The center was established as “The Center for Small Town Research and Design” in 1979 in response to both its geographical location within a rural landscape and to the Mississippi State University School of Architecture’s focus on the American small town. At its inception, it was the nation’s first community design center with a focus on small town issues. In 2003, the center was renamed the Carl Small Town Center in response to a major gift by businessman Fred Carl, Jr. of Greenwood, Mississippi.
The idea for the formation of the Small Town Center spun out of the1975 book,The Small Town as an Art Object, by James Barker, Michael Fazio, and Hank Hildebrandt. In the seminal work, the authors and professors of architecture at MSU observed that “architects and planners have long concentrated their efforts on the study of large cities. Small towns have been largely overlooked.” Barker, Fazio, and Hildebrandt set out to research how small towns differ from large cities, and more specifically, whether they function as large cities in miniature, or as neighborhoods in a large city. These questions ultimately led to the establishment of the research and community design center, which continued to explore issues related to small towns.
In the early years, the Small Town Center conducted seminars on small town issues, including advantages and problems associated with small towns. In their studies, architecture students traveled to small towns in the region to take photographs, create drawings, and make videos documenting small town life. Their surveys and descriptions included idealized depictions, depressed downtowns, and old neighborhoods in need of renewal. These early studies concentrated on structures and included landscapes, traffic management, and signage. Early efforts to encourage communities to study traffic control, landscape parking areas, improve sign placement, and plant sturdy trees and shrubs have produced clearly visible results over the center’s forty-year history.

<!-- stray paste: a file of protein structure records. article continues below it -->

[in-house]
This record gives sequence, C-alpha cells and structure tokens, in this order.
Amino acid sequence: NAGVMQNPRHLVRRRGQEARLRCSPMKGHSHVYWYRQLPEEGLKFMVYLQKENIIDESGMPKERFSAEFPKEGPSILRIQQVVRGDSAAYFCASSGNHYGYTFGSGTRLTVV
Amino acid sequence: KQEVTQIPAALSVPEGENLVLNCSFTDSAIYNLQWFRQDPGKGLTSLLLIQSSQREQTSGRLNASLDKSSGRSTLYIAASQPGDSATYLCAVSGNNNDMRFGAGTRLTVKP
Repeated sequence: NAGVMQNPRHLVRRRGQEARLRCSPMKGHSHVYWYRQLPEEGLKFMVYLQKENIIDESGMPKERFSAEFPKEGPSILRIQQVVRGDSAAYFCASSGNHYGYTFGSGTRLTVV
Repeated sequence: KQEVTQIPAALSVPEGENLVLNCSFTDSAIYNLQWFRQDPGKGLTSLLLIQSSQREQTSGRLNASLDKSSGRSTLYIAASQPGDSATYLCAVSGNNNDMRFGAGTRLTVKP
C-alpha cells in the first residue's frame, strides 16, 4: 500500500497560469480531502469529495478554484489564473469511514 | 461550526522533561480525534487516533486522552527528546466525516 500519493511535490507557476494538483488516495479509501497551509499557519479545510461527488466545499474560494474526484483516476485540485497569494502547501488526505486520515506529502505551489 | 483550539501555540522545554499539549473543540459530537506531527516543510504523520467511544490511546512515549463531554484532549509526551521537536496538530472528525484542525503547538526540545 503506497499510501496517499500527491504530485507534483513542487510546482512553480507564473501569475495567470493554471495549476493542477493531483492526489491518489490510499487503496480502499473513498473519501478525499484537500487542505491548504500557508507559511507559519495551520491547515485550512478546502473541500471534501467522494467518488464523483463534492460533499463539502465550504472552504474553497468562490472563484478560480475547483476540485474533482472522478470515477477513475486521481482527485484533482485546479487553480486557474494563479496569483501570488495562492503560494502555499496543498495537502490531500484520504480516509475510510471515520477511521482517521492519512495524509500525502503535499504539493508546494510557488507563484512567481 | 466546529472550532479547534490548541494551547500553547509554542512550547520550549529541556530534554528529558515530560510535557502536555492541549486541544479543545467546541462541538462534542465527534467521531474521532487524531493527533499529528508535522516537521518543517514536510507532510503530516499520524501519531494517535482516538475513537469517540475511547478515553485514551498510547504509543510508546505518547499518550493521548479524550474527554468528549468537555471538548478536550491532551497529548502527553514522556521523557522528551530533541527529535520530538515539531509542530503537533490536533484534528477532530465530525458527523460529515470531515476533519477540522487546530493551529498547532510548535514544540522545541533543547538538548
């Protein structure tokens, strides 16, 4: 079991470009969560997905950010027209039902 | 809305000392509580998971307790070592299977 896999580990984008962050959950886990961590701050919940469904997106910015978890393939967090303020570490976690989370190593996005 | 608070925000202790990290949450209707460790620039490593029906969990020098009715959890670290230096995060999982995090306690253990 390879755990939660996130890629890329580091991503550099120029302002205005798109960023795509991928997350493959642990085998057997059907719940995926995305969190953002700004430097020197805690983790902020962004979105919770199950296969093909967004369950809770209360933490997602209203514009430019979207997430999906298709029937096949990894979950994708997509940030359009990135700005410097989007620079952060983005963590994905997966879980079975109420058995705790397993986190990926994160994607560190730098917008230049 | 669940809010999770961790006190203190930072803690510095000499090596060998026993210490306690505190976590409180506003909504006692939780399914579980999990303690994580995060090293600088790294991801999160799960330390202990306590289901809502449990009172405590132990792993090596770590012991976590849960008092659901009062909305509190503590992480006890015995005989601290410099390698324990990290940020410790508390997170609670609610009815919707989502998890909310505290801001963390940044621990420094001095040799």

During its first decade, the Small Town Center created the small town symposia called “Chautauqua in Mississippi,” which sought to examine the quality of life in the American small town. Chautauqua was a gathering of scholars, specialists, planners, community leaders, architects, and designers from across the United States who did not want the American small town to disappear. Their overarching concern was that large cities were absorbing small towns, taking away community identities in the process. Their focus was on small town preservation and improvement. The first Chautauqua in 1979, entitled “Order and Image in the American Small Town,” included a circuit ride to several Mississippi communities and concluded with a small town celebration, complete with brass band and a picnic on the campus of the Mississippi University for Women in Columbus. Presentations from this symposium produced a book published by the University Press of Mississippi, bearing the same name as the Chautauqua, filled with chapters on public policy, migrant impact, town form technology, energy conservation, building quality, local newspapers, and Southern literature with small town settings. Subsequent Chautauquas included “Change and Tradition in the American Small Town,” “Research and Design in the American Small Town,” “History of the Small Town,” “Emerging Methods of Small Town Design,” and “The Small Town as Utopia and Anti-Utopia.”